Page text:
In this case the trial judge had properly instructed the jury that they were the sole judges of the facts, that it was their duty to remember and consider all of the evidence whether it was called to their attention or not, and that they were to determine the credibility of all the evidence, (emphasis supplied) He instructed the jury, "you may believe all that a witness says, part of what he says, or nothing of what he says and that is entirely a question for you."
The trial judge also properly instructed the jury as to the effects of intoxication on premeditation and deliberation. He charged as follows:"If as a result of intoxication, the defendant did not have sufficient intent to kill Mr. Johnson formed after premeditation and deliberation, he is not guilty of first degree murder; therefore, I charge you that if upon considering the evidence with respect to the defendant's intoxication, you have a reasonable doubt as to whether the defendant formulated the specific intent required for a conviction of first-degree murder, you would not return a verdict of guilty of first-degree murder."
Relating the multifarious factors that might affect the weight to be accorded a given piece of evidence, such as defendant's confession, concerns a subordinate feature of the case. State v. Lester, N.C., 221 S.E.2d 268 (1976); State v. Hunt, 283 N.C. 617, 197 S.E.2d 513 (1973). "[I]nstructions as to the significance of evidence which do not relate to the elements of the crime itself or defendant' criminal responsibility therefor have been considered subordinate features of the case." State v. Hunt, supra at 624, 197 S.E.2d at 518. Whether a request is made for an instruction on a subordinate feature of the case involves a tactical decision by the defendant. Giving an instruction on a particular subordinate feature of the case may so concentrate attention upon that subject "as to divert attention from unrelated weaknesses in the State's case." State v. Hunt, supra at 624, 197 S.E.2d at 518. "In the absence of a special request the trial judge is not required to instruct the jury on subordinate features of a case." State v. Lester, supra, 221 S.E.2d at 271 (1976). Accord, State v. Hunt, supra, 283 N.C. at 623, 197 S.E.2d at 517-18. No such special request was made in this instance. The assignment of error is overruled.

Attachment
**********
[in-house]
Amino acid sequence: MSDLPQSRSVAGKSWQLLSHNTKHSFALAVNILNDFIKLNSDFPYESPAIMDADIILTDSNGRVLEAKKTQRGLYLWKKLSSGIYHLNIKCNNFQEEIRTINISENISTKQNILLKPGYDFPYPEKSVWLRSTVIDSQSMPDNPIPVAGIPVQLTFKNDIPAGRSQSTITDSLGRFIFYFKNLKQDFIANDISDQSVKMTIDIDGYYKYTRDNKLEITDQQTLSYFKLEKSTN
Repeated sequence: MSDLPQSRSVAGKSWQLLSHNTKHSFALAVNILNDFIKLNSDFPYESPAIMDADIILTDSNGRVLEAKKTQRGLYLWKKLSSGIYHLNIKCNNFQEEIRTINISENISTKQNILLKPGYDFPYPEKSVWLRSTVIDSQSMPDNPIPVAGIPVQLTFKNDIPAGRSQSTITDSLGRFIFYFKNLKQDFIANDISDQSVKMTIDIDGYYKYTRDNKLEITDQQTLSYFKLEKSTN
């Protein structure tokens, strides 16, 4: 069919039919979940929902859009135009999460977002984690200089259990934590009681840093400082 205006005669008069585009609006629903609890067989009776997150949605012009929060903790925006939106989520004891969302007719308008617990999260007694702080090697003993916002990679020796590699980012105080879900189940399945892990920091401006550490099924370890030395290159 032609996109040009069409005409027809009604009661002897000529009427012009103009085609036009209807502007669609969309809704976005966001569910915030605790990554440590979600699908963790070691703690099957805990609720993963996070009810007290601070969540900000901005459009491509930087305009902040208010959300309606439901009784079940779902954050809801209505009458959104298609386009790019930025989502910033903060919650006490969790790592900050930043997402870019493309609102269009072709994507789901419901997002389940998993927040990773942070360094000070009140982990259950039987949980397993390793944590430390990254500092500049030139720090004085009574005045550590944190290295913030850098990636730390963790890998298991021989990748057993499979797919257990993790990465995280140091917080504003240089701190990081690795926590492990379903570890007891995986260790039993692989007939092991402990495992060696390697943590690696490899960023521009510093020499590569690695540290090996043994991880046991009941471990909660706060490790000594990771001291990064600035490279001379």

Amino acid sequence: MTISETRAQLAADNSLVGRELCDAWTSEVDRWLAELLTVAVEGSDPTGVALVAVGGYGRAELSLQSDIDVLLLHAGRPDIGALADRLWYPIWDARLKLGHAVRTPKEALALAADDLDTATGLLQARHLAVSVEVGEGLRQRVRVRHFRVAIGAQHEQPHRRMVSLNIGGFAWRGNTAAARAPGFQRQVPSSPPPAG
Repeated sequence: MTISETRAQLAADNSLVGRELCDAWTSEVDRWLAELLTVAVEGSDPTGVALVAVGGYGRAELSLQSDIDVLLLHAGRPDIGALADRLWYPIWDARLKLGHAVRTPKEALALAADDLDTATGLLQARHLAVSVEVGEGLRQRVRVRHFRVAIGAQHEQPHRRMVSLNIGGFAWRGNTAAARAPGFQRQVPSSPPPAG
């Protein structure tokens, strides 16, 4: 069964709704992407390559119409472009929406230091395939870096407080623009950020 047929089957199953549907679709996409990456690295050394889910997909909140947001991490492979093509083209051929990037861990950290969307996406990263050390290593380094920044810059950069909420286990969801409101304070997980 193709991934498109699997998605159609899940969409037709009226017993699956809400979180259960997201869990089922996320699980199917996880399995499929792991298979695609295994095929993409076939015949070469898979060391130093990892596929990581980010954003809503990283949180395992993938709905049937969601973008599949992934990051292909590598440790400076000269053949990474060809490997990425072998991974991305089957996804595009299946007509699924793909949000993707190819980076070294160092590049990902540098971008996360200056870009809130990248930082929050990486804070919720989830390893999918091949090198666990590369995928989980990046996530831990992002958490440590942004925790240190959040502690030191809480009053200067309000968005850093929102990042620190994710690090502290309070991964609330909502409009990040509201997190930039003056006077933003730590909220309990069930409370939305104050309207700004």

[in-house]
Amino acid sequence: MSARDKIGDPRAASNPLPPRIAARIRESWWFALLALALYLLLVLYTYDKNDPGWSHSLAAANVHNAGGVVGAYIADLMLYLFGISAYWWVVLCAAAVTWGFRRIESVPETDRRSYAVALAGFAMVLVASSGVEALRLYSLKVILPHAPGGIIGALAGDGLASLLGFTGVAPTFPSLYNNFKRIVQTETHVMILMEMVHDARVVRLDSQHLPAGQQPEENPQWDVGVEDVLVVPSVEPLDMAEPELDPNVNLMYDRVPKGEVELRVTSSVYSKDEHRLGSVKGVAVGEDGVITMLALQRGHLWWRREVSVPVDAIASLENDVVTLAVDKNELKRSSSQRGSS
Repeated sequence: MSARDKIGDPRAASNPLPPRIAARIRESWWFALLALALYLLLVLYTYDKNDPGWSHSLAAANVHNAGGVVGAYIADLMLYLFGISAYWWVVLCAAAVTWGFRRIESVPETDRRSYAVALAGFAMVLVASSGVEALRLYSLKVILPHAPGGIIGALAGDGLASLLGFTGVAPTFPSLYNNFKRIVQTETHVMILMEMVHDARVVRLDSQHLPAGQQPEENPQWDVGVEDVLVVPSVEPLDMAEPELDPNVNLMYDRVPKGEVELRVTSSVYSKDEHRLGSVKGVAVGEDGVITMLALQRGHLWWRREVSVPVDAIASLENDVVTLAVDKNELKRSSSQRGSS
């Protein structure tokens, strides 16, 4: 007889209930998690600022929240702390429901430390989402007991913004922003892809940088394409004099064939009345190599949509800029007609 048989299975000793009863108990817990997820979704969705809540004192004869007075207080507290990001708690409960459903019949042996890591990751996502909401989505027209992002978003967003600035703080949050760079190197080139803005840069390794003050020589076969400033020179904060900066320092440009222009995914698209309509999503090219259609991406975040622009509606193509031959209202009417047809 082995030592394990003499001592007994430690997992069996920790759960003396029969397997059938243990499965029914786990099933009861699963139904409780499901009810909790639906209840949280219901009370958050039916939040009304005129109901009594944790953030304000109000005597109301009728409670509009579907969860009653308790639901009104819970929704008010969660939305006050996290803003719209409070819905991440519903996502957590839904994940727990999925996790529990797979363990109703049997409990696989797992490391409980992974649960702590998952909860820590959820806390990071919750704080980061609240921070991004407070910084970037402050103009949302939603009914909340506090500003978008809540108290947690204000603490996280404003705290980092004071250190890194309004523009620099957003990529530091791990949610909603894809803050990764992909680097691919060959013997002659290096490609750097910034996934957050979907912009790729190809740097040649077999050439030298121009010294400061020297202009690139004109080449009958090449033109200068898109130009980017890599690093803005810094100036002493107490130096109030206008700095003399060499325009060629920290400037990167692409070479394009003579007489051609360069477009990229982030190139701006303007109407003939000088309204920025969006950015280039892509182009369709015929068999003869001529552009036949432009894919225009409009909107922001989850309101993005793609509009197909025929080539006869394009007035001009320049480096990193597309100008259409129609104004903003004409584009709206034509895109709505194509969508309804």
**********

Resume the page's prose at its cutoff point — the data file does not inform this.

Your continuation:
4. Did the court err in denying the motion of the defendant to set aside the verdict and judgment for that the death penalty is unconstitutional and unlawful?
Our Court has considered this question on many occasions and found it to be without merit. It would serve no purpose at this time to plow this ground again. State v. Griffin, 288 N.C. 437, 219 S.E.2d 48 (1975) and cases cited therein.
Because of the seriousness of this case, we have carefully examined the entire record. Our examination discloses that the record is free from prejudicial error. In the judgment rendered we find